President Obama soon will meet with corporate leaders to discuss the problem of cyberattacks on companies and governments. His national security adviser, Tom Donilon, recently chided China for its attacks on U.S. interests, although the warning had no teeth.
In the midst of all of this, the website of the largest U.S. bank by assets, J.P. Morgan Chase & Co. (NYSE: JPM), was taken down through a number of "denial of services" efforts. The action shows just how easy it is to compromise the online operations of huge American companies, and how little these companies can do to prevent it. The problem likely will get much worse as defense continues to fall to offense in the world of cyber warfare.
Chase admitted the significant extent of the problem but did not estimate how long it would persist, or whether similar issues will recur in the future. Some experts guessed that the Chase attacks originated with a group that might be tied to Islamic interests with objections to a video that cast the Prophet Muhammad in a bad light. In reality, the attack could have come from a number of places, including North Korea, China or hackers in the United States.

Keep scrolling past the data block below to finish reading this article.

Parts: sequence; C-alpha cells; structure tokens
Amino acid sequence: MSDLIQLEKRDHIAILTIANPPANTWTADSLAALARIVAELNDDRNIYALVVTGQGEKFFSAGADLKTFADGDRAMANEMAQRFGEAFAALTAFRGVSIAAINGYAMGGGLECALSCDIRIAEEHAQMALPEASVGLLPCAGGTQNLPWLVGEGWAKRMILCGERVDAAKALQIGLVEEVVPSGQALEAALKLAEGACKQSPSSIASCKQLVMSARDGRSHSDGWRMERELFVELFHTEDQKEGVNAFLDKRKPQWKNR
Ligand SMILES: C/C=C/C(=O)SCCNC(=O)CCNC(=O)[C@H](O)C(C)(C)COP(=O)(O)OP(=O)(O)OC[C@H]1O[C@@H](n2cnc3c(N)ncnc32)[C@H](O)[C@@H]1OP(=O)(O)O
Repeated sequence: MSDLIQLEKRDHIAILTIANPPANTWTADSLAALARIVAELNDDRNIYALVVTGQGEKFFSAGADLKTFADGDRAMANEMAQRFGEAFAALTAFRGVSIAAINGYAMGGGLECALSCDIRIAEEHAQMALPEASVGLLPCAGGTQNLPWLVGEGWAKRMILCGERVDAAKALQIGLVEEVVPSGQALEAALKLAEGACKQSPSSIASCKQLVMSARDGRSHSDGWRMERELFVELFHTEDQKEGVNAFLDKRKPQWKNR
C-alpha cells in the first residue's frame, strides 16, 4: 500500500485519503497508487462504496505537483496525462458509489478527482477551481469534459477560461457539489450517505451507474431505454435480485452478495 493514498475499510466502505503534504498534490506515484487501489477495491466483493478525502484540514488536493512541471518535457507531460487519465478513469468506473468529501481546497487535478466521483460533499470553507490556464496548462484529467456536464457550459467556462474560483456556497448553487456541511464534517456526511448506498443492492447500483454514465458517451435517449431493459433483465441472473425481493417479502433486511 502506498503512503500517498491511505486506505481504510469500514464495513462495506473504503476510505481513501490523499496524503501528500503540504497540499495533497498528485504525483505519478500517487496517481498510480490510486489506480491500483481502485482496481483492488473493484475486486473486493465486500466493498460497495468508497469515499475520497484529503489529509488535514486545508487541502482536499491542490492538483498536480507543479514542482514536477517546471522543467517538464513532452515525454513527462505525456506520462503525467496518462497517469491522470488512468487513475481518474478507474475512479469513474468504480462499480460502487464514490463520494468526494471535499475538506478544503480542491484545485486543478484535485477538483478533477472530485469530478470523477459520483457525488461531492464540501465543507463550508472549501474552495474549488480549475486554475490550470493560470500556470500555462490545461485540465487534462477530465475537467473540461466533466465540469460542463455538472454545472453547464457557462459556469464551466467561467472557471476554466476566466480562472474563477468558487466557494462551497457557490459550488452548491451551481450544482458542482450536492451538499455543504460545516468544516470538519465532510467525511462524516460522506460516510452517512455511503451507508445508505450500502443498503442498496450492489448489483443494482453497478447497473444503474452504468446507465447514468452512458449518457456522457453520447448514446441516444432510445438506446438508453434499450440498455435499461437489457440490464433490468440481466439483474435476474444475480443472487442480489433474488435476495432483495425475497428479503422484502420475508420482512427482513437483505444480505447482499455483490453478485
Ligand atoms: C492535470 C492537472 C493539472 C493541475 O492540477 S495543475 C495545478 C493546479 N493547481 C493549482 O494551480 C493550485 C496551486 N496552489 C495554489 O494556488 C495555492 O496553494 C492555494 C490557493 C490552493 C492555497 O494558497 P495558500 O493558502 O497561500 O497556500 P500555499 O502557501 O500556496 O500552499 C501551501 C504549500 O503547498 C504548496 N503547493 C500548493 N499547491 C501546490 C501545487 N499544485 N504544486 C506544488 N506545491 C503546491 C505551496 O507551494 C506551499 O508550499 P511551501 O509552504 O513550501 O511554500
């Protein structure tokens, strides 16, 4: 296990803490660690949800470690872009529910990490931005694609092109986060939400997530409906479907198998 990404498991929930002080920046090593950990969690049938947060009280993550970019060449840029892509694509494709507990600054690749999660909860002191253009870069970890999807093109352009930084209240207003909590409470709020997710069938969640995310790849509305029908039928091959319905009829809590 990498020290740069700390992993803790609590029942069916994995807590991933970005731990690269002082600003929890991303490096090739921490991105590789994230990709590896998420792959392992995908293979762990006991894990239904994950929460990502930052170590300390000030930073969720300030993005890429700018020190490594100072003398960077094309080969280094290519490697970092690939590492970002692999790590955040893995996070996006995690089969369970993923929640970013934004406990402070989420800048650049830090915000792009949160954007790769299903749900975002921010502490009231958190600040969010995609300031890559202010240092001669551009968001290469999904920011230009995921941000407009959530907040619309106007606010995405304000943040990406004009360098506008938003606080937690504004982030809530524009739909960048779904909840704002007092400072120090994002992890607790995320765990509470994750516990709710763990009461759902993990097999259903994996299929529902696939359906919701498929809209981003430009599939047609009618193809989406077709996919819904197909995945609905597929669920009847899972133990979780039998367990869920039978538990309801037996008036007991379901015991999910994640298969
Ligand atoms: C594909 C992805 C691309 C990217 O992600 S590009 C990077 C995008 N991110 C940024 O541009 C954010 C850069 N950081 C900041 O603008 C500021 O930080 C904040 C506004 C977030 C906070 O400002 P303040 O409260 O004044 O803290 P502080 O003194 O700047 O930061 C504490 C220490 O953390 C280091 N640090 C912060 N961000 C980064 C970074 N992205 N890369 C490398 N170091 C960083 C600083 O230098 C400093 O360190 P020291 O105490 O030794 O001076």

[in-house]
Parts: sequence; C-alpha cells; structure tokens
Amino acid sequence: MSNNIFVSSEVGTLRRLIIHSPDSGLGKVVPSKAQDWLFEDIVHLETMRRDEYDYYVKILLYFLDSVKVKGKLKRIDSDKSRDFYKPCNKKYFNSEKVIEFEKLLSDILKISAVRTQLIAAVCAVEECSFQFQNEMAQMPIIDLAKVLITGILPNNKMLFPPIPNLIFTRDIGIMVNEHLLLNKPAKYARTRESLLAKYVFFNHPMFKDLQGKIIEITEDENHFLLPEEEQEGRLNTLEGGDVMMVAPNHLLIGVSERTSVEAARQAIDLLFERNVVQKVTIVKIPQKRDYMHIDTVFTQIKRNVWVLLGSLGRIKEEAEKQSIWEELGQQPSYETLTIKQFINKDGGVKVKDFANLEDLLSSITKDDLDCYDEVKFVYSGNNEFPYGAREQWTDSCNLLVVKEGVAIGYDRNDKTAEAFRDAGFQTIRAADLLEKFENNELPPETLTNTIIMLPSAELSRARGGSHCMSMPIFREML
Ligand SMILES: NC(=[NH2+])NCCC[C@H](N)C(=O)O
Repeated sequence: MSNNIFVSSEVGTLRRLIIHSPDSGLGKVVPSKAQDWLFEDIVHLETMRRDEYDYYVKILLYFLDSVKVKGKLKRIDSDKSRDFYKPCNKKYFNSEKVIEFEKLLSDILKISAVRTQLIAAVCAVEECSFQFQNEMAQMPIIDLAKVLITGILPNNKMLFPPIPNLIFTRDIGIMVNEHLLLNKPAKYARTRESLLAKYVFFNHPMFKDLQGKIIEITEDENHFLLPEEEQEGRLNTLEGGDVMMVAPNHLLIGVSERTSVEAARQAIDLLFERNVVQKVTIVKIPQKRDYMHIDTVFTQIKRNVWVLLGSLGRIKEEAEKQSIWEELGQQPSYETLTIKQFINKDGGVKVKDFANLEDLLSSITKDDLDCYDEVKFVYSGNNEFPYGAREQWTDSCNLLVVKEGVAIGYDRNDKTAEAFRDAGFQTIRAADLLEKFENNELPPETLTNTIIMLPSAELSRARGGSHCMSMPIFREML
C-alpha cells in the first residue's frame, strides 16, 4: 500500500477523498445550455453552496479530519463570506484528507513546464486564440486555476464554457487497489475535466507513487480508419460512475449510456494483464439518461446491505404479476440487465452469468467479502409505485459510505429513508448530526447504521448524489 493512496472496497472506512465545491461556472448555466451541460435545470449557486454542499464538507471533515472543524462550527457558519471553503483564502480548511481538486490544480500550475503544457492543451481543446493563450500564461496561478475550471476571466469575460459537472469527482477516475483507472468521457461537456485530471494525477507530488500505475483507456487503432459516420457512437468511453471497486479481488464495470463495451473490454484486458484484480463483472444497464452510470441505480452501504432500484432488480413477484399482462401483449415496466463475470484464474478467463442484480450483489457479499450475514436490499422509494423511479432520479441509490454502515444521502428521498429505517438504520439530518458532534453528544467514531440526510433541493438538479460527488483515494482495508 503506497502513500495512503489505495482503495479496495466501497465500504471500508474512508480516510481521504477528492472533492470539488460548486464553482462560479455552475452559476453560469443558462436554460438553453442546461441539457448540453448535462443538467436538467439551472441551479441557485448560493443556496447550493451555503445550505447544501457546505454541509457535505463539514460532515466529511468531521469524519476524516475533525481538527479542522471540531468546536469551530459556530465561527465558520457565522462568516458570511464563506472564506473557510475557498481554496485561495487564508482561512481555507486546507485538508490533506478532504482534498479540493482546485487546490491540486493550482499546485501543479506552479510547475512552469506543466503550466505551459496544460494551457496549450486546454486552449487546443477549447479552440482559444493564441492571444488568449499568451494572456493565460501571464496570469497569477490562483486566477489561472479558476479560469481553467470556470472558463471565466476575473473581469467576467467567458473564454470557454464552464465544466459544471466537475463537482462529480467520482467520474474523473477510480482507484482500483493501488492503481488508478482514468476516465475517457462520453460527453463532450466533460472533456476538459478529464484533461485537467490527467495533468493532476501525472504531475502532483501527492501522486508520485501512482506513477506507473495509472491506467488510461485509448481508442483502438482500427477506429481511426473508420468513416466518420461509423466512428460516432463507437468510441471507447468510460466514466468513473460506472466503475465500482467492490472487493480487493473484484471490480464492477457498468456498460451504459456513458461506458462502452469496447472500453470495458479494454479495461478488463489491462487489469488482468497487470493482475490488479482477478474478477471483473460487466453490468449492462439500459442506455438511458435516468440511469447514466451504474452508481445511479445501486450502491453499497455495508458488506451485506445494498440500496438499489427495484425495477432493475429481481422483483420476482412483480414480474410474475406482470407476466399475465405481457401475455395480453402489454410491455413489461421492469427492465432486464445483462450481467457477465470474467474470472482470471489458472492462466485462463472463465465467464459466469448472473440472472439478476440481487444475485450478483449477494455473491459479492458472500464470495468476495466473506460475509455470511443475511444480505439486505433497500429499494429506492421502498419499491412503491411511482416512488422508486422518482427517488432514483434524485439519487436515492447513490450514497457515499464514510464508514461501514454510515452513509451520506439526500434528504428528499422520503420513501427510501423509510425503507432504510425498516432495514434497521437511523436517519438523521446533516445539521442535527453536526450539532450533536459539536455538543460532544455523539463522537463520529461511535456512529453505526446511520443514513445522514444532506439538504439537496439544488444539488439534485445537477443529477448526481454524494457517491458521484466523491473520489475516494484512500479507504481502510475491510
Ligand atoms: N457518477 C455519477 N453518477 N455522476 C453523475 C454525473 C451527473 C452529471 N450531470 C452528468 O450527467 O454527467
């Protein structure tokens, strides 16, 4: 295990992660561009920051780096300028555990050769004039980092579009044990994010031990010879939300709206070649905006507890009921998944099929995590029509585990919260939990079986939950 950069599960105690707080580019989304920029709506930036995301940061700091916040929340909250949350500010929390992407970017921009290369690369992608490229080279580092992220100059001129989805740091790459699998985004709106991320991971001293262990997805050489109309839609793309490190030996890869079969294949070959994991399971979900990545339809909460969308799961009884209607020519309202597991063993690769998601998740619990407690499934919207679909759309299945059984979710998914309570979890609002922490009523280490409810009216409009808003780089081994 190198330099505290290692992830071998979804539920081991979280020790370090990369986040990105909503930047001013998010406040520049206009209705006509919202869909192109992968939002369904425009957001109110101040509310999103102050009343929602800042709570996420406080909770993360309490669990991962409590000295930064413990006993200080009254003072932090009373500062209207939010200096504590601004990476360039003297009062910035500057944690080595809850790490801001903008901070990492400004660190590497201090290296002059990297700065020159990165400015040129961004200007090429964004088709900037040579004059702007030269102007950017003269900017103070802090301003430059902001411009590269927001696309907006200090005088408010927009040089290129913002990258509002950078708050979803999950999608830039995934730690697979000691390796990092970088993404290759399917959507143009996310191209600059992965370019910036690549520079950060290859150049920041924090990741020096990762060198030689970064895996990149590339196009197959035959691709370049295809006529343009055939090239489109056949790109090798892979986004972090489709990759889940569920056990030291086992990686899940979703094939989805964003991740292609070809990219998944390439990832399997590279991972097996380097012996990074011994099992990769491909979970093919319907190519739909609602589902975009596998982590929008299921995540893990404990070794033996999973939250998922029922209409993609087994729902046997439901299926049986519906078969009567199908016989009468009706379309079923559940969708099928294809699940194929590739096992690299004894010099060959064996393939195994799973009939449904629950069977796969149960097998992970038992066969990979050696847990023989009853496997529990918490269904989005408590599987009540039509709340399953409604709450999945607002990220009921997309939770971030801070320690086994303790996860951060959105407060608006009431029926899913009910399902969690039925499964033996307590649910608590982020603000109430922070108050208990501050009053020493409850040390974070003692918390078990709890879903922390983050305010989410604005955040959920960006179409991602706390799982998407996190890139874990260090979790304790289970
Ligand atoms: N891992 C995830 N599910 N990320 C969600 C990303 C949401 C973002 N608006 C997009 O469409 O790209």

The concern about the cyber war, at least among American financial services companies, should be that denial of service attacks are just the beginning. Next, hackers may be able to break into accounts or steal passwords. At that point, bank security claims for customers would lose their validity. Companies and individuals eventually would question the strength of bank systems' chances to protect their assets. Then the financial services industry would confront a measure of chaos.
It is easy to believe that cyberattacks are limited and that they cannot become sophisticated enough to make a real difference to the daily operations of companies or the average American. That is true until it isn't. Not too long from now, people may put money back into their mattresses.
Filed under: 24/7 Wall St. Wire, Banking Tagged: featured, JPM